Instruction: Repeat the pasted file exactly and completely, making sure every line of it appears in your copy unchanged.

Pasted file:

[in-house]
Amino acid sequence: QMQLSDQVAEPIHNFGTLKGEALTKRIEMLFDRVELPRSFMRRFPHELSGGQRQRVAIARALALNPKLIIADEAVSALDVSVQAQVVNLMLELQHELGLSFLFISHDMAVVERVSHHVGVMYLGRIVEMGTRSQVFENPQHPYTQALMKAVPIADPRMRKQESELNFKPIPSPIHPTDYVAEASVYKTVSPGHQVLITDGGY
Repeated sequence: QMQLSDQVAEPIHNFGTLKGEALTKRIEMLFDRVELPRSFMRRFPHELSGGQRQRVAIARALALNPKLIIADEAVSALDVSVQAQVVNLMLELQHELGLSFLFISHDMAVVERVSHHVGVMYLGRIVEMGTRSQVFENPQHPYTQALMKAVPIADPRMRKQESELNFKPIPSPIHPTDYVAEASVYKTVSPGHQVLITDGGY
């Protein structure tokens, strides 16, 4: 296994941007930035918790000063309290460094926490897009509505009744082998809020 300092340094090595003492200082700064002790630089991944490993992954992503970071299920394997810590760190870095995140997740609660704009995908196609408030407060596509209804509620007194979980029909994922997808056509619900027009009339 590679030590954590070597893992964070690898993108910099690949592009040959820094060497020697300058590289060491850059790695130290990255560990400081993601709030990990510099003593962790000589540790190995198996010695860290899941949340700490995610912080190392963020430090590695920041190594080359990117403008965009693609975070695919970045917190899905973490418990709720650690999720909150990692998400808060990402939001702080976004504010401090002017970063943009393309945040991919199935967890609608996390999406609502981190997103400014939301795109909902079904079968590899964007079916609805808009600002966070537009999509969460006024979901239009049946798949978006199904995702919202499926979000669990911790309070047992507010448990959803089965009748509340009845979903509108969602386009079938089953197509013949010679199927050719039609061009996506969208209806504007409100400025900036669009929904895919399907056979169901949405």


[in-house]
Amino acid sequence: QMQLSDQVAEPIHNFGTLKGEALTKRIEMLFDRVELPRSFMRRFPHELSGGQRQRVAIARALALNPKLIIADEAVSALDVSVQAQVVNLMLELQHELGLSFLFISHDMAVVERVSHHVGVMYLGRIVEMGTRSQVFENPQHPYTQALMKAVPIADPRMRKQESELNFKPIPSPIHPTDYVAEASVYKTVSPGHQVLITDGGY
Repeated sequence: QMQLSDQVAEPIHNFGTLKGEALTKRIEMLFDRVELPRSFMRRFPHELSGGQRQRVAIARALALNPKLIIADEAVSALDVSVQAQVVNLMLELQHELGLSFLFISHDMAVVERVSHHVGVMYLGRIVEMGTRSQVFENPQHPYTQALMKAVPIADPRMRKQESELNFKPIPSPIHPTDYVAEASVYKTVSPGHQVLITDGGY
């Protein structure tokens, strides 16, 4: 296994941007930035918790000063309290460094926490897009509505009744082998809020 300092340094090595003492200082700064002790630089991944490993992954992503970071299920394997810590760190870095995140997740609660704009995908196609408030407060596509209804509620007194979980029909994922997808056509619900027009009339 590679030590954590070597893992964070690898993108910099690949592009040959820094060497020697300058590289060491850059790695130290990255560990400081993601709030990990510099003593962790000589540790190995198996010695860290899941949340700490995610912080190392963020430090590695920041190594080359990117403008965009693609975070695919970045917190899905973490418990709720650690999720909150990692998400808060990402939001702080976004504010401090002017970063943009393309945040991919199935967890609608996390999406609502981190997103400014939301795109909902079904079968590899964007079916609805808009600002966070537009999509969460006024979901239009049946798949978006199904995702919202499926979000669990911790309070047992507010448990959803089965009748509340009845979903509108969602386009079938089953197509013949010679199927050719039609061009996506969208209806504007409100400025900036669009929904895919399907056979169901949405």